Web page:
When potential clients approach me to see if I can work on their current website or design a new website for them, the first thing I need to know is what their current website is built in. The second thing is usually about their web host.
Most of the time, they have absolutely no idea about either of these things!
But why is this so important anyway?
Well, there are a few reasons:
1. If you don’t know what type of website you have, you probably don’t know how to access the backend of your site. And if you don’t know how to access the backend, how is a [new] designer going to be able to get in there?
2. If your website is built with a software program like Dreamweaver or Muse, then any [new] web designer is going to need to have those actual programs on his/her computer. Meaning, the backend of the site is not web-based (able to be logged into from anywhere), and the only way to get under the hood is to have the software program AND be able to get access to all of the files (which can be a huge headache).
3. If you don’t know who your web host is, it’s going to be pretty much impossible for anyone to build you a new website or go in and fix any part of your website if it has any major issues (like a virus).
The answer I’m always hoping for with the website question is WordPress, because that’s what I specialize in. And in case you’ve been living under a rock or just have no interest in or connection to the online world, WordPress is an open-source Content Management System (CMS) that powers nearly one-third of the internet. It’s one powerful and amazing animal, and the only Content Management System I work with.
If a potential client comes to me with a site built in Dreamweaver, Muse or some other program that is NOT a Content Management System, I require that we redesign the site in WordPress. If they want to simply tweak some aspects of their current site and are against a redesign, I recommend that they go back to the original designer/developer or find someone who specializes in whatever program it was built in.
If a potential client comes to me with a site built in another Content Management System or platform like SquareSpace, Drupal, Joomla, etc., I’ll still suggest that we redesign in WordPress or that they find someone who specializes in the program it’s built in.
Since each CMS is different – just like each software program is different – it takes time to learn your way around each one. And while I love to constantly expand my knowledge and skills, I also know that sticking to and mastering one CMS is more beneficial to me and my clients.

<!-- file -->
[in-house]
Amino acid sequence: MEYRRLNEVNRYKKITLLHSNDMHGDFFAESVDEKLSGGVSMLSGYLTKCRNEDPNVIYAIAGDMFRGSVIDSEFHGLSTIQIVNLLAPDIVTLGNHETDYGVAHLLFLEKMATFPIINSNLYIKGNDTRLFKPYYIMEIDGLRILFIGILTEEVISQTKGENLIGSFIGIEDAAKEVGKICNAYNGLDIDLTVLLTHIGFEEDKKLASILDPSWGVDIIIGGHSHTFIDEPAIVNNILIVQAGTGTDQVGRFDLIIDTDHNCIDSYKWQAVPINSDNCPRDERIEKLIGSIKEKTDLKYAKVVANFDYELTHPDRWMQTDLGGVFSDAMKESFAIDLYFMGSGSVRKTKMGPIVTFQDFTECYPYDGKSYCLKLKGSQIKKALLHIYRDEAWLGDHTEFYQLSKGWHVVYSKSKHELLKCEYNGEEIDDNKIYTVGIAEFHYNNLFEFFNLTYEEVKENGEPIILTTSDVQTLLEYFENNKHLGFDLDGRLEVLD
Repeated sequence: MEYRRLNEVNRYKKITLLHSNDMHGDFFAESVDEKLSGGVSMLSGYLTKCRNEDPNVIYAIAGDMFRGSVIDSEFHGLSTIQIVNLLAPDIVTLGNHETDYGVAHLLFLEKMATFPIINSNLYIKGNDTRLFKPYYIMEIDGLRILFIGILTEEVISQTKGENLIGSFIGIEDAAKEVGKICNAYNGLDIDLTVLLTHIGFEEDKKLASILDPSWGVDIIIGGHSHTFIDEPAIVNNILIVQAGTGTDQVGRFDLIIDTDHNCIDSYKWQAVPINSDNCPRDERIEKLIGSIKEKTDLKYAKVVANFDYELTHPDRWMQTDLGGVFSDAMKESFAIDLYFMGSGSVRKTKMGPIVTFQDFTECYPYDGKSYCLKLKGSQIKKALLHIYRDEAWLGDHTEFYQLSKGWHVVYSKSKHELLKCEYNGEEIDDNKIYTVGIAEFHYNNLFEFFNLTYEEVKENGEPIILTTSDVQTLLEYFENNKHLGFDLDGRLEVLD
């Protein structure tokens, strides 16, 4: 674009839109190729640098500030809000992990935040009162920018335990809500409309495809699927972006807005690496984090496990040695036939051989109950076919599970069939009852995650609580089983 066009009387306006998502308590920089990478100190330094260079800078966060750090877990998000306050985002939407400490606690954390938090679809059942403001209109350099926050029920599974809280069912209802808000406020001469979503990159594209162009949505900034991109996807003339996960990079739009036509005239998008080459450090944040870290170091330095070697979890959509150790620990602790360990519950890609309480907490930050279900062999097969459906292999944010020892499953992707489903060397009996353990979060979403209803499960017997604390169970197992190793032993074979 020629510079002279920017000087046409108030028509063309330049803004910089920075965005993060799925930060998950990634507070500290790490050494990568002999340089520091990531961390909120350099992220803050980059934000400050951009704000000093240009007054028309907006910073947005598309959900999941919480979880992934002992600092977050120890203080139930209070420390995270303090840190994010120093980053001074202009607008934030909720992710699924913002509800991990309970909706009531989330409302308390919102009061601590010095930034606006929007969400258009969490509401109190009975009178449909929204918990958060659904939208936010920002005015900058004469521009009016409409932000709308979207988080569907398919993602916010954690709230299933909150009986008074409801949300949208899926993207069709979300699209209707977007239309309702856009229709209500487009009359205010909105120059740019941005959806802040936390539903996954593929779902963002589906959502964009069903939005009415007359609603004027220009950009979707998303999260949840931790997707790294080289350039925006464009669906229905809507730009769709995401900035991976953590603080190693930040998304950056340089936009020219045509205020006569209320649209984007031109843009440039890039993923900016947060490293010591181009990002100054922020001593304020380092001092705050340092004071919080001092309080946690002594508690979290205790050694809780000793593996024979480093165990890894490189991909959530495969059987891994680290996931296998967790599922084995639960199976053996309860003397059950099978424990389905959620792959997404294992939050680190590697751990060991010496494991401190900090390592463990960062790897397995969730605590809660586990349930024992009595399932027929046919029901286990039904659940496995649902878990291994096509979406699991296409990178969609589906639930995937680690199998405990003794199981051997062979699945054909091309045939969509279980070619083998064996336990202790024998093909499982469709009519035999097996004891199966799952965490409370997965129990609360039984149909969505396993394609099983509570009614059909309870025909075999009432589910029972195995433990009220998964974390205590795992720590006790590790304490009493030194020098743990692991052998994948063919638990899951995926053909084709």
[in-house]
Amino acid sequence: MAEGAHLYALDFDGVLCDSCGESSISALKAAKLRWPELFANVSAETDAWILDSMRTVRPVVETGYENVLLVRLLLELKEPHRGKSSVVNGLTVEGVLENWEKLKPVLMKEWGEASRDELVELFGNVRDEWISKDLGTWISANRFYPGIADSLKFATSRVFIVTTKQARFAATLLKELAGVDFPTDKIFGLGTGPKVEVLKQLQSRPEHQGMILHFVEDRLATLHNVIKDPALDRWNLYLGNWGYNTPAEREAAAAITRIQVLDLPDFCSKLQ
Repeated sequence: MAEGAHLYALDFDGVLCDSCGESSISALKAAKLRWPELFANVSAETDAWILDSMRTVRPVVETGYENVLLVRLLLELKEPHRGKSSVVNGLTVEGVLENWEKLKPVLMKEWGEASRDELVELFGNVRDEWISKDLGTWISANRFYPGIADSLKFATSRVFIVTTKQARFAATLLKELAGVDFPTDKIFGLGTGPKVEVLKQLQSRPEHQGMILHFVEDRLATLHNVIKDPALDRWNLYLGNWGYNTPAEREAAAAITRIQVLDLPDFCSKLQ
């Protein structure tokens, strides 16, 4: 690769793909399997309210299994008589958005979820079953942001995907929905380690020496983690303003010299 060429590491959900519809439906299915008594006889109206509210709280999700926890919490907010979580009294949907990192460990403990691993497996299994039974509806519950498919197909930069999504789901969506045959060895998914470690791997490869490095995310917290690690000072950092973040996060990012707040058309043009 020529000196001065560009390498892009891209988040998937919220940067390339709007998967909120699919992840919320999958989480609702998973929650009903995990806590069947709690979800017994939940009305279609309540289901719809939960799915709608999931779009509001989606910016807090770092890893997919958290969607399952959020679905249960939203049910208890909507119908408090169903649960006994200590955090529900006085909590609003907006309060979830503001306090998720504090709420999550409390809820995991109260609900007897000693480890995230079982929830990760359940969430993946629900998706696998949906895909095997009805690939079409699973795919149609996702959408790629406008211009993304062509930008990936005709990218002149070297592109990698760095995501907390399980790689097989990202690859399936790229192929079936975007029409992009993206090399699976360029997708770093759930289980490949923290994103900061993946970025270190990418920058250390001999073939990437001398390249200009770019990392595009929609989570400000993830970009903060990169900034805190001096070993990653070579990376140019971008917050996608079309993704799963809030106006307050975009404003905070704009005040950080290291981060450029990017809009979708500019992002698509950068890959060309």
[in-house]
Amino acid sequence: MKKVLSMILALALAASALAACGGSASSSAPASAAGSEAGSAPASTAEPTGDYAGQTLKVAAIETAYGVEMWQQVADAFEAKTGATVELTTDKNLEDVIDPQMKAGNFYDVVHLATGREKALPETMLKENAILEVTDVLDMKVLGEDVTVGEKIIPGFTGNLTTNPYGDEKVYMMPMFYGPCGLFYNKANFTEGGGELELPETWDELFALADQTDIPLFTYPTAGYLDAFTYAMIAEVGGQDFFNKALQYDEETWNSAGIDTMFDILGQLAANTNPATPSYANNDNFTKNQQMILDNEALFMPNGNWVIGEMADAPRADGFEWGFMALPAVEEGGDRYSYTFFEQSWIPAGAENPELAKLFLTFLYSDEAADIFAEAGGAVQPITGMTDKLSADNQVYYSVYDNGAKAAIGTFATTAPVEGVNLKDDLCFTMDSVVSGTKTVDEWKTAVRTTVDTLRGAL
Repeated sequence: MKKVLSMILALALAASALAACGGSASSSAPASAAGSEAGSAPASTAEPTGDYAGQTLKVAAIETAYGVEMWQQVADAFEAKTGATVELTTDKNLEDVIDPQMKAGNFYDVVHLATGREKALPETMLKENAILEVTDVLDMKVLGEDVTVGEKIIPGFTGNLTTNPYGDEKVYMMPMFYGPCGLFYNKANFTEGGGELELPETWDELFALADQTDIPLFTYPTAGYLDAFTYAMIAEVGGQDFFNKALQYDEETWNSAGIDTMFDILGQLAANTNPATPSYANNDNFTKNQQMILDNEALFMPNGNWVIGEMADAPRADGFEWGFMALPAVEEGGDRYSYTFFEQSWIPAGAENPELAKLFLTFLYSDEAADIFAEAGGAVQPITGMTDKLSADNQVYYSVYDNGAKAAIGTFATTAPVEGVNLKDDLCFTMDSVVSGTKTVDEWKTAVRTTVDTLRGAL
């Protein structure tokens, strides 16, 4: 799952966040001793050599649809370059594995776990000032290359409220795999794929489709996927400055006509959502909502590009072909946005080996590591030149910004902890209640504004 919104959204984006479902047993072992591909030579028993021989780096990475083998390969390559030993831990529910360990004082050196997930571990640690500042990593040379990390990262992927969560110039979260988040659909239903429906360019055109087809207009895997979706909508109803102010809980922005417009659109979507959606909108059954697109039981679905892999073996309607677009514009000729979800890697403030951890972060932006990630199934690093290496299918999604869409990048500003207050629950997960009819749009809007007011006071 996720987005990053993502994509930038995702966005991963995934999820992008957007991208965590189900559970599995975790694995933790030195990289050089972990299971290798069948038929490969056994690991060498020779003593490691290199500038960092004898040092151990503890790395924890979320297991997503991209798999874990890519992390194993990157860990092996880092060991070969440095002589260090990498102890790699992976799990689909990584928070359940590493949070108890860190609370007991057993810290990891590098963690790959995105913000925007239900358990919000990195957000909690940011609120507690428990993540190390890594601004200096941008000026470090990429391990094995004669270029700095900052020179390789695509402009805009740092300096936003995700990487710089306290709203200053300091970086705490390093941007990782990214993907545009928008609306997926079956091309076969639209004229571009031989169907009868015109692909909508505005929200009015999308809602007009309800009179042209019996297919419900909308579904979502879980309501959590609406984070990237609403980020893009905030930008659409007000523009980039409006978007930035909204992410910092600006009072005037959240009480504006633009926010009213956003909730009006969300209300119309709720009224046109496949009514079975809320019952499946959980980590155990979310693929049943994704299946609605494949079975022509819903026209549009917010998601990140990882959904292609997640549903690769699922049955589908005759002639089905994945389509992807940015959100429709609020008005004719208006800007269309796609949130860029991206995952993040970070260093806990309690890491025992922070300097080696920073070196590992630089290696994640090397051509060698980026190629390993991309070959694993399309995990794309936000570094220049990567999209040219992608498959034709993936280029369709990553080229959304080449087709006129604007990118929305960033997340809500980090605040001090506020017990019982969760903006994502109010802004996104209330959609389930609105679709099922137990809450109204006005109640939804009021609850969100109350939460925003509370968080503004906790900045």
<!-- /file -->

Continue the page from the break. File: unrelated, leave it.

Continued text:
The answer I’m always hoping for with the web host question is BlueHost, HostMonster, HostGator, Green Geeks, or some other reputable hosting company that utilizes a cPanel and supports WordPress.
Now, onto finding out what type of website and web hosting you have…
There are a few different ways to do this, and sometimes I have to really go digging around to find out what I need.
1. If I suspect (really, hope) that a website might be built in WordPress, I’ll go to whatwordpressthemeisthat.com and type in the site’s URL. This will not only tell me if it is indeed a WordPress site, but it will usually tell me other stuff I might want or need to know like what plugins are being used on the site and what theme it’s using. Sometimes, though, if a site is extremely customized, this site might not detect that it’s a WordPress site. If that’s the case, and if I want or need to double check (especially if I need to help a client figure out how to get into their own site), I’ll try one of my other go-to methods (below).
2. If want to find out what software or CMS a website was built in AND see who the web host is, I’ll go to builtwith.com. You can find out all sorts of information on this site – from where the domain is parked to who the web host is to the software or CMS used and more! It’s a wealth of information for sure! You can also find out who is hosting a site by going to a site like whoishostingthis.com.
3. Finally, if I need to dig a little deeper, I’ll go into the source code of the site. In Chrome, this is done via View –> Developer –> View Source. What you see can be intimidating indeed, but if, for example, I need to see if the site is a WordPress site, I will likely see some links that clearly indicate that it is indeed WordPress.
Thank goodness these resources are out there, because I’m not quite sure what I’d do if they didn’t exist. I’ve had quite a few clients come to me with no knowledge of what type of website they have or who their host is.
My advice to everyone who has a website is to find out this information because it will only help you when you want or need to make any changes (tweaks or a redesign). Plus, knowledge is power…and the more you know, the better chance you have of making good decisions for your business. I wrote about the importance of knowing what you have when it comes to your website in this post. And just like the title of the post says, don’t let this happen to you!
Do you know what type of website you have and who your host is? If not, did you use any of the links above to find out? Tell me about it in the comments.